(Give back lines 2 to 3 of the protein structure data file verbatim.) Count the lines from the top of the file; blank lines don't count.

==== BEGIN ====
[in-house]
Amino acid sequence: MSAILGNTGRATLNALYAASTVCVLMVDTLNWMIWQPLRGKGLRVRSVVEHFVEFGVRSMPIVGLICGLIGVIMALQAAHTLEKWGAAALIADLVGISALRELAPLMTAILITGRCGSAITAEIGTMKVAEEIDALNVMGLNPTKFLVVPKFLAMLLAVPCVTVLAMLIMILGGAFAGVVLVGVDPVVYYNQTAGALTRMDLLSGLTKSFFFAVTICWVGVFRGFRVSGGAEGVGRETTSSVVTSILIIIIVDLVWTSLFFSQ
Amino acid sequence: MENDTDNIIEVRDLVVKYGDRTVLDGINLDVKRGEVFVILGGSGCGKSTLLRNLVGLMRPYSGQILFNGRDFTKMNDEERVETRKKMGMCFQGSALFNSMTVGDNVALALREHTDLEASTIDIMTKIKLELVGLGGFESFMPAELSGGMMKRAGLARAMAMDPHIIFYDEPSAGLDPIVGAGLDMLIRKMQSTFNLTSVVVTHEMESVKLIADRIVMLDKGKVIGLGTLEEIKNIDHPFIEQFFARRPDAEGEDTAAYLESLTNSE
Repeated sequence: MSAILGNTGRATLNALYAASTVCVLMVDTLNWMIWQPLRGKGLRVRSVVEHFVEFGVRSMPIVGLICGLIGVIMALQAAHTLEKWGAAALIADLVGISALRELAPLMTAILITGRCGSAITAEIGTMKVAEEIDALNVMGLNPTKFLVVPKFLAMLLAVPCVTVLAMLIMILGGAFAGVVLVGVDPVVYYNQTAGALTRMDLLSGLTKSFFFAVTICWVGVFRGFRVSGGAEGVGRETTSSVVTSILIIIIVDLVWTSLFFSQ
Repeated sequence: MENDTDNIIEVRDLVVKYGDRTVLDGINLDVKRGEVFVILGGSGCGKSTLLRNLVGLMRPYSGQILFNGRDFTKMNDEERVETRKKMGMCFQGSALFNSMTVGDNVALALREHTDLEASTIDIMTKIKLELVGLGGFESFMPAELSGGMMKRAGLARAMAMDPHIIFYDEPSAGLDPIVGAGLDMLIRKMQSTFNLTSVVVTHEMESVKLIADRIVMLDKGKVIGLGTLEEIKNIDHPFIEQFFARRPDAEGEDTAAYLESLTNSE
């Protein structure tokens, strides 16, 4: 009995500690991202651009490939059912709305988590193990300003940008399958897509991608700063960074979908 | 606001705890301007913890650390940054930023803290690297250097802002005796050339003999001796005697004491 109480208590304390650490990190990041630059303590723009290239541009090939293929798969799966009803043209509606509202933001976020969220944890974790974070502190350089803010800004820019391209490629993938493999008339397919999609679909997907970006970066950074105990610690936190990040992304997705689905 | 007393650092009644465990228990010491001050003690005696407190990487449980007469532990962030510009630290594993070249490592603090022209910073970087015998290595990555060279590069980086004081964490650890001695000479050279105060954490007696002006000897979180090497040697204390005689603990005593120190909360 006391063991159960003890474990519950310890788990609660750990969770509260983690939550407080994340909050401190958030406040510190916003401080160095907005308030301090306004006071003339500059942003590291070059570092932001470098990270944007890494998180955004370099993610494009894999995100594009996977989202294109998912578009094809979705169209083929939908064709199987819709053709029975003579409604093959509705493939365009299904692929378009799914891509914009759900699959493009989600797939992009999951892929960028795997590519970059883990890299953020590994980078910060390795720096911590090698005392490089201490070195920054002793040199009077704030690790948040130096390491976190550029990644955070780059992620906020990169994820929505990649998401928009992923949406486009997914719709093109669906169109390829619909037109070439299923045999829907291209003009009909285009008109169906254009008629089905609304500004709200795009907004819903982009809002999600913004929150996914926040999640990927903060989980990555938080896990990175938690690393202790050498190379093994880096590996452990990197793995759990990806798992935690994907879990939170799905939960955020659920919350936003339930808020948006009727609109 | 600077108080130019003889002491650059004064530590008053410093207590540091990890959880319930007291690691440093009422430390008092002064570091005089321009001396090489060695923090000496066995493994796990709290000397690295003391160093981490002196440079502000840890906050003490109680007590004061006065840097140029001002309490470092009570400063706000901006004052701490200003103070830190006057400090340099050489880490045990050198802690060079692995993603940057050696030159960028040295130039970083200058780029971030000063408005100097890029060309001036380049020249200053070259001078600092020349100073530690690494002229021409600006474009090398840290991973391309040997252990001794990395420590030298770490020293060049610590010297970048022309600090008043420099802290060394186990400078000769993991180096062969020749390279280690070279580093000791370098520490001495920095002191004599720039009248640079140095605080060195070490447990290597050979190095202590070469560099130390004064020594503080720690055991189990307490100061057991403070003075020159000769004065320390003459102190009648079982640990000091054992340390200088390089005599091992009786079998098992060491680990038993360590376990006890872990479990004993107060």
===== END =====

Amino acid sequence: MSAILGNTGRATLNALYAASTVCVLMVDTLNWMIWQPLRGKGLRVRSVVEHFVEFGVRSMPIVGLICGLIGVIMALQAAHTLEKWGAAALIADLVGISALRELAPLMTAILITGRCGSAITAEIGTMKVAEEIDALNVMGLNPTKFLVVPKFLAMLLAVPCVTVLAMLIMILGGAFAGVVLVGVDPVVYYNQTAGALTRMDLLSGLTKSFFFAVTICWVGVFRGFRVSGGAEGVGRETTSSVVTSILIIIIVDLVWTSLFFSQ
Amino acid sequence: MENDTDNIIEVRDLVVKYGDRTVLDGINLDVKRGEVFVILGGSGCGKSTLLRNLVGLMRPYSGQILFNGRDFTKMNDEERVETRKKMGMCFQGSALFNSMTVGDNVALALREHTDLEASTIDIMTKIKLELVGLGGFESFMPAELSGGMMKRAGLARAMAMDPHIIFYDEPSAGLDPIVGAGLDMLIRKMQSTFNLTSVVVTHEMESVKLIADRIVMLDKGKVIGLGTLEEIKNIDHPFIEQFFARRPDAEGEDTAAYLESLTNSE